People who live in North Queensland learn to keep an eye on cyclones as long as they exist, whether they look like being a direct threat or not. I followed the progress of cyclone Nathan, via the BoM’s Cyclone Tracker, day by day and it turned out to be a good example of their unpredicability.
The thumbnails here are screen shots from the BoM site at around noon each day from Monday 16 March until Nathan was declared ‘no longer a cyclone’ on Wednesday 25 March; click on them for larger images, as usual, or a slide show. A satellite image showing Nathan’s remnants off the Kimberley coast on Saturday 28 March completes the sequence.
By the time I started recording Nathan, the cyclone had formed in the Coral Sea, drifted slowly West towards Cooktown, stalled, back-tracked slightly further North and drifted South and East to be almost exactly East of its position five days earlier. The prediction at that stage (March 16) was for intensification from category 2 to 3 and a track to the South and West which might have struck the coast anywhere between Cairns and Cardwell a few days later.
In the event, Nathan tracked further to the North, crossing the coast just North of Cooktown as a category 4. When a cyclone moves over the land, it loses its source of energy and moisture. Wind speeds fall quickly and the storm can be downgraded from (e.g.) category 4 to 2 in a matter of hours and, if it stays over land, to a tropical low or rain depression.
A rain depression can still be a very significant weather event, with hundreds of millimetres of rain falling in 12 or 24 hours, but without the destructive winds.
Townsville’s “Night of Noah” in 1998 was one such event, the result of the remnants of cyclone Sid; it brought us a metre of rain in a day or so, more than enough to stick in the memory. Wikipedia has quite a big page on it, and the BoM produced a comprehensive report (pdf).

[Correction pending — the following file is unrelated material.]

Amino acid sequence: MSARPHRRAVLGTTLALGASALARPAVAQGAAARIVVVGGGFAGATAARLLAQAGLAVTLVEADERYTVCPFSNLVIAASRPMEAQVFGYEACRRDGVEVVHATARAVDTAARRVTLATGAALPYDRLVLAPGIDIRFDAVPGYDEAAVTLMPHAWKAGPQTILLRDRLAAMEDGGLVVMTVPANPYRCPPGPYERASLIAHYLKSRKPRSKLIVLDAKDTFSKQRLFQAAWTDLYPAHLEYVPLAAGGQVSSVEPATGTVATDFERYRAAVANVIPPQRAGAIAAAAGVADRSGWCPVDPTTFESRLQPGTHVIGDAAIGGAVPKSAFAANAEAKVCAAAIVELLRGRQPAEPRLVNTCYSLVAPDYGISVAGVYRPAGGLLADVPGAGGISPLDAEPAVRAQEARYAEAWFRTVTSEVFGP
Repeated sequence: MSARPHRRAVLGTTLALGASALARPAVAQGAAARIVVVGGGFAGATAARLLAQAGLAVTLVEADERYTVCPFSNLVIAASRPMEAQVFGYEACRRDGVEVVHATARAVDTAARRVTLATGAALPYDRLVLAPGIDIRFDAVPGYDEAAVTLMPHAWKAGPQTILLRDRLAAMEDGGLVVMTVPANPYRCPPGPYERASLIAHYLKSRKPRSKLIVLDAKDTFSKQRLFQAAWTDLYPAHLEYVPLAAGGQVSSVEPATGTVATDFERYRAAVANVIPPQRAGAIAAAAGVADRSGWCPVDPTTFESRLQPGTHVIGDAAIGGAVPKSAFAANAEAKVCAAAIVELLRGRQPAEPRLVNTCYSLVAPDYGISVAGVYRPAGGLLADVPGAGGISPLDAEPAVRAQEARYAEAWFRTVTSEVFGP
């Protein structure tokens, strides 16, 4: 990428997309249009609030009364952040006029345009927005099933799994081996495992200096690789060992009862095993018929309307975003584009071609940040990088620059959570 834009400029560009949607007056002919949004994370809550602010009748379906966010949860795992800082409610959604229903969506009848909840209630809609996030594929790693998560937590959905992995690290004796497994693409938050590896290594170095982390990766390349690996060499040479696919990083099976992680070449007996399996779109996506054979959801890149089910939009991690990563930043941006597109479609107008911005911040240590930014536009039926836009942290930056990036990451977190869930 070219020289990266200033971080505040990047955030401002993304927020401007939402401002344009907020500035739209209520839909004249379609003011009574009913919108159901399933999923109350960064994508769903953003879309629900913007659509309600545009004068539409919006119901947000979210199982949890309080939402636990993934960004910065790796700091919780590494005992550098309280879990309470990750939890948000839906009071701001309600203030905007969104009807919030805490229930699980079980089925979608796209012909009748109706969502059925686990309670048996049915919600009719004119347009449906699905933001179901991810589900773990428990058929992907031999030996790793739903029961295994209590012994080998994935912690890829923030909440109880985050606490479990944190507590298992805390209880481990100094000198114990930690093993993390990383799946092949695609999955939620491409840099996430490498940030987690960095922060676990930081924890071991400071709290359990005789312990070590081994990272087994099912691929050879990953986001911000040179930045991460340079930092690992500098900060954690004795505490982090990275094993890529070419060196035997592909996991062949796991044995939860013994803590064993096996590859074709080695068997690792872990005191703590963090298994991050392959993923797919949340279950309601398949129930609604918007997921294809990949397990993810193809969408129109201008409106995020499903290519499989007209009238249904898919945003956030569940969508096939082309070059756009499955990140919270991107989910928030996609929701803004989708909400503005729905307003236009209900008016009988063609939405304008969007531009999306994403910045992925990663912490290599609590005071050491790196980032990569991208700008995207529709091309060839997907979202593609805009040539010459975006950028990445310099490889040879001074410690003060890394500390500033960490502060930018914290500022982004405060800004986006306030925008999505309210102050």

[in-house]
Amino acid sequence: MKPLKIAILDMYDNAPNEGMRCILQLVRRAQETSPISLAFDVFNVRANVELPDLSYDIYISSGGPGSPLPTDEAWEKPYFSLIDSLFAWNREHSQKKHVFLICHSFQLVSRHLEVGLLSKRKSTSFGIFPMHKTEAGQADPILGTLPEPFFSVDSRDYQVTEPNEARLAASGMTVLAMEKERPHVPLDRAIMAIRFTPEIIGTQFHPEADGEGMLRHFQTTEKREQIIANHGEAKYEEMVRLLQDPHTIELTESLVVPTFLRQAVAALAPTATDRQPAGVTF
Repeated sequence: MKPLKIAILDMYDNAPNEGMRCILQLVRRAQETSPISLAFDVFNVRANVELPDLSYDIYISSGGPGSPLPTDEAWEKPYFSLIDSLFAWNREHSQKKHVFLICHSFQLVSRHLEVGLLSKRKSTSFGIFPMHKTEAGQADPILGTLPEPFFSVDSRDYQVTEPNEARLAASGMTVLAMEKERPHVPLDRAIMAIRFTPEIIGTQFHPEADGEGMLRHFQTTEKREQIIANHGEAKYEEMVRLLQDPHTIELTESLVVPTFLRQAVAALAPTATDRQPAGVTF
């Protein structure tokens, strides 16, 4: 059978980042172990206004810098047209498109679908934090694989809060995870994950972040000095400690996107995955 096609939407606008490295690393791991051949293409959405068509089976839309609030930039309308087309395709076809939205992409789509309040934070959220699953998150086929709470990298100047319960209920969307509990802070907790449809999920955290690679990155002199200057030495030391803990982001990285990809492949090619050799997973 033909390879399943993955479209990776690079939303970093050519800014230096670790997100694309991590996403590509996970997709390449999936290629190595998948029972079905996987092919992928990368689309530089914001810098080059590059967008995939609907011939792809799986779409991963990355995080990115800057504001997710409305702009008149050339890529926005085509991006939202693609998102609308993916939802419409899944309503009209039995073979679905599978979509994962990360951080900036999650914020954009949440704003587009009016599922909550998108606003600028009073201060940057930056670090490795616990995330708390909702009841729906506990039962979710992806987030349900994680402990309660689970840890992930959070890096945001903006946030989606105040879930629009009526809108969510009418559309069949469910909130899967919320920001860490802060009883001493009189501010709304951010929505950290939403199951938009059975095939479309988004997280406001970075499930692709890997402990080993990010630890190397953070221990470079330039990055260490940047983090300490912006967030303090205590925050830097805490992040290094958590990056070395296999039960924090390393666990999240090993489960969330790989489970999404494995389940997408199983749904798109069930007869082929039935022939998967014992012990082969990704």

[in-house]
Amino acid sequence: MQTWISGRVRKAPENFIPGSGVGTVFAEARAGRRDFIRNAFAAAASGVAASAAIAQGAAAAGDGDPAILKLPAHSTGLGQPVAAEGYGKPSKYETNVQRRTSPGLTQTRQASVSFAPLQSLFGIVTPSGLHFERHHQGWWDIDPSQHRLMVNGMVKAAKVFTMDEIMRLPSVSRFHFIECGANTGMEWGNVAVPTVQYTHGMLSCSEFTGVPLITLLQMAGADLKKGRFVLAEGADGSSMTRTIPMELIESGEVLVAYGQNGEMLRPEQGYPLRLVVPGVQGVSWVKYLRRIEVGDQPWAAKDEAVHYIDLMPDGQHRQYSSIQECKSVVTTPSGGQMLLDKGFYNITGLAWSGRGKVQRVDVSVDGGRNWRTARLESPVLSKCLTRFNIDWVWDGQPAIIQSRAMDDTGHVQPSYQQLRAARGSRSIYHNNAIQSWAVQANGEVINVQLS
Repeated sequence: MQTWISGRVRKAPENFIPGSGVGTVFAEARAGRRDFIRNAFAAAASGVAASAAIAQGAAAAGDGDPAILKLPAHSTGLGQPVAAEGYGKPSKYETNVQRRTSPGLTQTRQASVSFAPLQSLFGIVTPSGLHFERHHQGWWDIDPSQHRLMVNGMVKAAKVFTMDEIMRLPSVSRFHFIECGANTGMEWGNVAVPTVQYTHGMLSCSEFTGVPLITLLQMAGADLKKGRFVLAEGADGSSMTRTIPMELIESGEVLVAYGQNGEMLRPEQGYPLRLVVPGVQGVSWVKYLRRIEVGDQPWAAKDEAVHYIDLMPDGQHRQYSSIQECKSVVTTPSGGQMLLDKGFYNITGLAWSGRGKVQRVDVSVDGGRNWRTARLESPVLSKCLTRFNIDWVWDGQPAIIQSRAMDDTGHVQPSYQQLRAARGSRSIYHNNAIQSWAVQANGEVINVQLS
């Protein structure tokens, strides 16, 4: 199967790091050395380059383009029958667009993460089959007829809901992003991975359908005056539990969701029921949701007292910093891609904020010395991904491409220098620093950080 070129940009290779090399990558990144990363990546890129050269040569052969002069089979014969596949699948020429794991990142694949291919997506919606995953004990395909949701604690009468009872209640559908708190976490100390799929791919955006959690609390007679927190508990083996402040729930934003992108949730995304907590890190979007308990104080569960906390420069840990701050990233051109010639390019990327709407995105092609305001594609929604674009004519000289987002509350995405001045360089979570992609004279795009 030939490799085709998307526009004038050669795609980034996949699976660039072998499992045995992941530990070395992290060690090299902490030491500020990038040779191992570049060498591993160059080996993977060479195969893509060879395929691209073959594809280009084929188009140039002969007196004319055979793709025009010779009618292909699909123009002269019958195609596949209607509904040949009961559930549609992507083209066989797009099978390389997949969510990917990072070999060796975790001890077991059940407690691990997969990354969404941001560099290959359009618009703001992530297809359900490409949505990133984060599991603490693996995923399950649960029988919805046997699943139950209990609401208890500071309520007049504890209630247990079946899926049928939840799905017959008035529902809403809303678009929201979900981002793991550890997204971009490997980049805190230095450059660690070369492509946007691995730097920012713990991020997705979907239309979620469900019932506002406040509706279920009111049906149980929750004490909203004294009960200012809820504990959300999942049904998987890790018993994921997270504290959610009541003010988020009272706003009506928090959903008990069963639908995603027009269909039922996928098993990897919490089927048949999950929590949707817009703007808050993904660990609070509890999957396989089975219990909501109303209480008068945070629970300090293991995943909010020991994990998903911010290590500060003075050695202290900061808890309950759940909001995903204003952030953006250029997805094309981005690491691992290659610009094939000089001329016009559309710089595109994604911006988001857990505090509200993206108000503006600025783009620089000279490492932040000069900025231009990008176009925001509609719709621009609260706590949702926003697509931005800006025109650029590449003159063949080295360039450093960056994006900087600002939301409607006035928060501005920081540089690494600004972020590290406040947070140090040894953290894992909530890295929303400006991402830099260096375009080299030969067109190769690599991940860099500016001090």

If the weather system moves back to sea, however, it can re-form into a cyclone. Nathan did just that after crossing Cape York, and struck the Eastern tip of the Northern Territory during the night of 21-22 March as a category 2 system.
The people of Nhulunbuy must have felt life was totally unfair, since they had suffered through cyclone Lam (bigger but not striking them so directly) only a month earlier.
After passing very briefly over land, Nathan tracked West along the Arnhem Land coast, just far enough out to sea to pick up more energy and remain at category 2, before dipping South-west over Maningrida on March 24. That was its last day as a cyclone. It continued over land to the South-west, passing South of Darwin and then out to sea as a low. It dumped 100 – 200mm of rain on the way, flooding remote communities and cutting roads.
Four general points about cyclones are worth making:
- The Bureau of Meteorology does a terrific job of tracking and predicting cyclones. Predictions for 24 hours ahead consistently come true, and the cyclone’s track further into the future stays within the widening grey cone of possible tracks.
- How much damage a cyclone does to human life and property depends as much on its track as on its strength. When Nathan crossed the coast North of Cooktown as a category 4, its footprint covered Cooktown (pop. 2500) and a few smaller communities – a total of perhaps 5000 people. When cyclone Larry crossed the coast near Innisfail (pop. 8500 and in a much more closely settled region) in 2006 as a category 4 it did $1.5 billion worth of damage.
- Cyclones (typhoons) striking areas with greater population density, e.g. the Philippines (and especially Haiyan), or less-robust infrastructure, e.g. Cyclone Pam in Vanuatu often have far more dire effects.
- Climate change fuels stronger cyclones. According to Kerry Emmanuel on RealClimate there is a “strengthening consensus that the frequency of high category tropical cyclones should increase as the planet warms.”
Basic theory and a variety of numerical simulations support this, as well as the projection that tropical cyclones should produce substantially more rain, owing to the increased moisture content of the tropical atmosphere. This is important because most destruction and loss of life are caused by high category storms and their attendant storm surges, and by freshwater flooding from torrential rains. Most of the disagreement in the literature on tropical cyclone projections concerns the incidence of weak storms, but these are usually far less consequential in spite of being more numerous.
… While Pam and Haiyan, as well as other recent tropical cyclone disasters, cannot be uniquely pinned on global warming, they have no doubt been influenced by natural and anthropogenic climate change and they do remind us of our continuing vulnerability to such storms.